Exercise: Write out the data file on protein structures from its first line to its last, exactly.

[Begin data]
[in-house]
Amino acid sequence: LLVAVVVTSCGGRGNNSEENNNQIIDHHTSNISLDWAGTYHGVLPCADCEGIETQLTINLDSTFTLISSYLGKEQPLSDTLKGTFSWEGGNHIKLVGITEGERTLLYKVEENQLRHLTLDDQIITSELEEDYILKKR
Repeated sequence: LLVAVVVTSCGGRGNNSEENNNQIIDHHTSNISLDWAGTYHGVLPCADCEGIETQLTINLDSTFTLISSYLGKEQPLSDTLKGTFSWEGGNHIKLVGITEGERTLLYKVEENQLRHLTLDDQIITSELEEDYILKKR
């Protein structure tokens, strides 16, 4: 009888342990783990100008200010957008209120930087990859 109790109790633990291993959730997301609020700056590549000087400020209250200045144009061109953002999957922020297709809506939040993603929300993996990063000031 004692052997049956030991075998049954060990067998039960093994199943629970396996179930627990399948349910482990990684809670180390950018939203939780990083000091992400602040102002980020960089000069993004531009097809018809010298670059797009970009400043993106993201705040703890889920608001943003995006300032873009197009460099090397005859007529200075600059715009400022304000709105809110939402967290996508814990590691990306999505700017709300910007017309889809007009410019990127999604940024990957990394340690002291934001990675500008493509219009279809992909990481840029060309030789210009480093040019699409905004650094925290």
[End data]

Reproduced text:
[in-house]
Amino acid sequence: LLVAVVVTSCGGRGNNSEENNNQIIDHHTSNISLDWAGTYHGVLPCADCEGIETQLTINLDSTFTLISSYLGKEQPLSDTLKGTFSWEGGNHIKLVGITEGERTLLYKVEENQLRHLTLDDQIITSELEEDYILKKR
Repeated sequence: LLVAVVVTSCGGRGNNSEENNNQIIDHHTSNISLDWAGTYHGVLPCADCEGIETQLTINLDSTFTLISSYLGKEQPLSDTLKGTFSWEGGNHIKLVGITEGERTLLYKVEENQLRHLTLDDQIITSELEEDYILKKR
């Protein structure tokens, strides 16, 4: 009888342990783990100008200010957008209120930087990859 109790109790633990291993959730997301609020700056590549000087400020209250200045144009061109953002999957922020297709809506939040993603929300993996990063000031 004692052997049956030991075998049954060990067998039960093994199943629970396996179930627990399948349910482990990684809670180390950018939203939780990083000091992400602040102002980020960089000069993004531009097809018809010298670059797009970009400043993106993201705040703890889920608001943003995006300032873009197009460099090397005859007529200075600059715009400022304000709105809110939402967290996508814990590691990306999505700017709300910007017309889809007009410019990127999604940024990957990394340690002291934001990675500008493509219009279809992909990481840029060309030789210009480093040019699409905004650094925290």